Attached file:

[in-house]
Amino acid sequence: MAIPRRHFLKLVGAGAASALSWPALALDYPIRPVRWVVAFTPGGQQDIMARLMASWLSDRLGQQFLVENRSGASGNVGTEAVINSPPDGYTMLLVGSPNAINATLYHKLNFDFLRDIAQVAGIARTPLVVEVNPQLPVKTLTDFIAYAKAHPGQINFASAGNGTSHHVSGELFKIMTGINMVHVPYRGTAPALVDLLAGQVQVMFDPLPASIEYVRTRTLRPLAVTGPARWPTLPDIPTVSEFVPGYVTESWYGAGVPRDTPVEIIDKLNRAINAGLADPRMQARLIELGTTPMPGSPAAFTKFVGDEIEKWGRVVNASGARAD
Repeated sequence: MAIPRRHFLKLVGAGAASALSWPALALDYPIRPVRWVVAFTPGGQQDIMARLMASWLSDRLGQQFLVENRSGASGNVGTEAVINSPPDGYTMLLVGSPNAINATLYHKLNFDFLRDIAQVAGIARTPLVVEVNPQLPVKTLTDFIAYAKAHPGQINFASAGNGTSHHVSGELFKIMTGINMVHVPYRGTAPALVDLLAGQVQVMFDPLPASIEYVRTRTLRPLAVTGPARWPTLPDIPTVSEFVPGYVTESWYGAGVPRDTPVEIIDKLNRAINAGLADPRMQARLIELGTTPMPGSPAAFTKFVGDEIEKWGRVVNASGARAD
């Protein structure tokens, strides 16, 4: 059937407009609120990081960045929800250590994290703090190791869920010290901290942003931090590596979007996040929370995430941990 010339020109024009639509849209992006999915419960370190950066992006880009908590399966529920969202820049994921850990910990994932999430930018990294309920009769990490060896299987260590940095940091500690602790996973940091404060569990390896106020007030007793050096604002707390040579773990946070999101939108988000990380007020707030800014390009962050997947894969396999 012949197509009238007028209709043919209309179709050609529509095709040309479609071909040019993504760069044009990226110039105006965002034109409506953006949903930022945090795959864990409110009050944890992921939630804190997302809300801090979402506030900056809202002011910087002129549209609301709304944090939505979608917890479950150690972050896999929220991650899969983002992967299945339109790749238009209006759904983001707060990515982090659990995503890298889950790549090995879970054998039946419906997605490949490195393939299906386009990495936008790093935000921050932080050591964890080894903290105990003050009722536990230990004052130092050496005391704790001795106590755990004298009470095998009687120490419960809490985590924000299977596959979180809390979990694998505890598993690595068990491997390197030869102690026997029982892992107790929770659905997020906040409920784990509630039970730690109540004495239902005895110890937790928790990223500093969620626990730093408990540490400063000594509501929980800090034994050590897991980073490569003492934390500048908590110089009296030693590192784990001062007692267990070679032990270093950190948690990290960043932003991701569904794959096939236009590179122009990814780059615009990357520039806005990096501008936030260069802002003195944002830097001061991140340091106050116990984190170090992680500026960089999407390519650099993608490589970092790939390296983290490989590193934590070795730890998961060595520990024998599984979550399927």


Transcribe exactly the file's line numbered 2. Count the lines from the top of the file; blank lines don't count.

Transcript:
Amino acid sequence: MAIPRRHFLKLVGAGAASALSWPALALDYPIRPVRWVVAFTPGGQQDIMARLMASWLSDRLGQQFLVENRSGASGNVGTEAVINSPPDGYTMLLVGSPNAINATLYHKLNFDFLRDIAQVAGIARTPLVVEVNPQLPVKTLTDFIAYAKAHPGQINFASAGNGTSHHVSGELFKIMTGINMVHVPYRGTAPALVDLLAGQVQVMFDPLPASIEYVRTRTLRPLAVTGPARWPTLPDIPTVSEFVPGYVTESWYGAGVPRDTPVEIIDKLNRAINAGLADPRMQARLIELGTTPMPGSPAAFTKFVGDEIEKWGRVVNASGARAD